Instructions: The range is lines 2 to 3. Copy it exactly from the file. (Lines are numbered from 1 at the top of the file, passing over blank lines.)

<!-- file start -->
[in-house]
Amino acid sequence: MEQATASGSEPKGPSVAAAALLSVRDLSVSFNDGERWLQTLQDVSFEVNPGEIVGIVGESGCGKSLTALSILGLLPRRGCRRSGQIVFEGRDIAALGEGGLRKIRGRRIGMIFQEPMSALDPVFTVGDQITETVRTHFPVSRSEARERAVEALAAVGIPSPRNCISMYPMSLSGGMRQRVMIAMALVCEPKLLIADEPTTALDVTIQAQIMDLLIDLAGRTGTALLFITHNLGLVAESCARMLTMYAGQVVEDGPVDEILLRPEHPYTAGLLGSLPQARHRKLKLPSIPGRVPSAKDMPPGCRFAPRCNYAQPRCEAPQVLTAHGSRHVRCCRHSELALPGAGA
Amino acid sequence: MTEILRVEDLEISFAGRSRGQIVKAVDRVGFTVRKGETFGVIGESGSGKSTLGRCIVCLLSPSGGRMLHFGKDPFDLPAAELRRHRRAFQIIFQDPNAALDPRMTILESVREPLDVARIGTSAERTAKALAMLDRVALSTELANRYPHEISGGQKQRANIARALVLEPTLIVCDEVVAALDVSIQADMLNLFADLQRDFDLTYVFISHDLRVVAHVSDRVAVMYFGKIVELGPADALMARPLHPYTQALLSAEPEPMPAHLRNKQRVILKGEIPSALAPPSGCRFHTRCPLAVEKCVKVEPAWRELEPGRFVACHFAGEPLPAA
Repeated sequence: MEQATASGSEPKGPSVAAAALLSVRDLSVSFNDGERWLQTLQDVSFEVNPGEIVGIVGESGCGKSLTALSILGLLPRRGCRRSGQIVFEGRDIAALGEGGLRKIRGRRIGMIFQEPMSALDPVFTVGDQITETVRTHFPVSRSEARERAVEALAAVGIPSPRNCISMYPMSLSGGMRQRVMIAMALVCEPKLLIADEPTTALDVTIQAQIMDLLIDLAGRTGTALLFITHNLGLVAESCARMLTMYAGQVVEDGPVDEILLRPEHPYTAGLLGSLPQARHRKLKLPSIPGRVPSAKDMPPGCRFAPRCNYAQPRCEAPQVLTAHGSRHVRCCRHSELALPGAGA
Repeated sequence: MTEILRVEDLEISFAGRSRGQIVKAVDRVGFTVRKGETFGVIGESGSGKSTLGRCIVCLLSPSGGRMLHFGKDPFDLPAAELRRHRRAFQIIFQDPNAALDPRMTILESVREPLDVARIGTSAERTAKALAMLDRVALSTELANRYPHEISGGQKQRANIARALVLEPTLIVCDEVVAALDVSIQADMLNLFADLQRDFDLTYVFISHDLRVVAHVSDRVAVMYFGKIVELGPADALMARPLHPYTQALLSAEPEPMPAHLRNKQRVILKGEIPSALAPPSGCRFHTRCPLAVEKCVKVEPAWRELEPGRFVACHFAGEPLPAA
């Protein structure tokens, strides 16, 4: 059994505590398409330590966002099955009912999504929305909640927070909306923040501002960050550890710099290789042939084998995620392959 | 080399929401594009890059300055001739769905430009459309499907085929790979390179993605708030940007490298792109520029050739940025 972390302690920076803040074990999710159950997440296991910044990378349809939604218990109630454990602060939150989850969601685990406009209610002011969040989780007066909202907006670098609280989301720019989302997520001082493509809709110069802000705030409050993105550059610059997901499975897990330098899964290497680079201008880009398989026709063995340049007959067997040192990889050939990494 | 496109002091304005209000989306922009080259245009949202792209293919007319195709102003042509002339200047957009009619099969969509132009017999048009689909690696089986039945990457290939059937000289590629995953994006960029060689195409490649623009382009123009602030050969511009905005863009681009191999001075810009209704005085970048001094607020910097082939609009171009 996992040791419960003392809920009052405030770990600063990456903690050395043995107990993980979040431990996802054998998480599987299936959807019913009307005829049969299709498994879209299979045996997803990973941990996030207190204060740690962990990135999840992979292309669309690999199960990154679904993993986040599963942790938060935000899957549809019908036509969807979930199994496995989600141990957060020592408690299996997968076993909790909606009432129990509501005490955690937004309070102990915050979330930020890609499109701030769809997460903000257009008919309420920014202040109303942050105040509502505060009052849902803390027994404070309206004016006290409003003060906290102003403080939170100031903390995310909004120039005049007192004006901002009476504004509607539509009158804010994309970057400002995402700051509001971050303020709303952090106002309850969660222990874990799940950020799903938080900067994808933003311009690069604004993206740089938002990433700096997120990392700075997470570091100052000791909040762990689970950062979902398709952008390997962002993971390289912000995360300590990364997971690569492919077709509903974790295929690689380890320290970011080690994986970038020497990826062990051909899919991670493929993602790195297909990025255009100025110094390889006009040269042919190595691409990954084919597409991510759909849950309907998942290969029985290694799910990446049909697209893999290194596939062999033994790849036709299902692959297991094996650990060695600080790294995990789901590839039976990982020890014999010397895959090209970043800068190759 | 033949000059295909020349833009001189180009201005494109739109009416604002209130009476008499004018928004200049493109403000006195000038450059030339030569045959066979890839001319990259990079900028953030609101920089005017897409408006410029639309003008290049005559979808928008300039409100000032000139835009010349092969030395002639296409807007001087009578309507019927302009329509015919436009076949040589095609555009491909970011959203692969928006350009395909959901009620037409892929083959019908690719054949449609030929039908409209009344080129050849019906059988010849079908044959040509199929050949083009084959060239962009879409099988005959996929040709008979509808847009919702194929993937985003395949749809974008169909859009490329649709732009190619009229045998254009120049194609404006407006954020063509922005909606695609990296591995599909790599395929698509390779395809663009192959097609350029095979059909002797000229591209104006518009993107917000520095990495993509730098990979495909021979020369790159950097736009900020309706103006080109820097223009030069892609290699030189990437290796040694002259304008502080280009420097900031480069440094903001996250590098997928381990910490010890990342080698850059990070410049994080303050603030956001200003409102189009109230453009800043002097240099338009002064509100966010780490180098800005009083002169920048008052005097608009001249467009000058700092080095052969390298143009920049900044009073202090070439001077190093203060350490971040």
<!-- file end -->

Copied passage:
Amino acid sequence: MEQATASGSEPKGPSVAAAALLSVRDLSVSFNDGERWLQTLQDVSFEVNPGEIVGIVGESGCGKSLTALSILGLLPRRGCRRSGQIVFEGRDIAALGEGGLRKIRGRRIGMIFQEPMSALDPVFTVGDQITETVRTHFPVSRSEARERAVEALAAVGIPSPRNCISMYPMSLSGGMRQRVMIAMALVCEPKLLIADEPTTALDVTIQAQIMDLLIDLAGRTGTALLFITHNLGLVAESCARMLTMYAGQVVEDGPVDEILLRPEHPYTAGLLGSLPQARHRKLKLPSIPGRVPSAKDMPPGCRFAPRCNYAQPRCEAPQVLTAHGSRHVRCCRHSELALPGAGA
Amino acid sequence: MTEILRVEDLEISFAGRSRGQIVKAVDRVGFTVRKGETFGVIGESGSGKSTLGRCIVCLLSPSGGRMLHFGKDPFDLPAAELRRHRRAFQIIFQDPNAALDPRMTILESVREPLDVARIGTSAERTAKALAMLDRVALSTELANRYPHEISGGQKQRANIARALVLEPTLIVCDEVVAALDVSIQADMLNLFADLQRDFDLTYVFISHDLRVVAHVSDRVAVMYFGKIVELGPADALMARPLHPYTQALLSAEPEPMPAHLRNKQRVILKGEIPSALAPPSGCRFHTRCPLAVEKCVKVEPAWRELEPGRFVACHFAGEPLPAA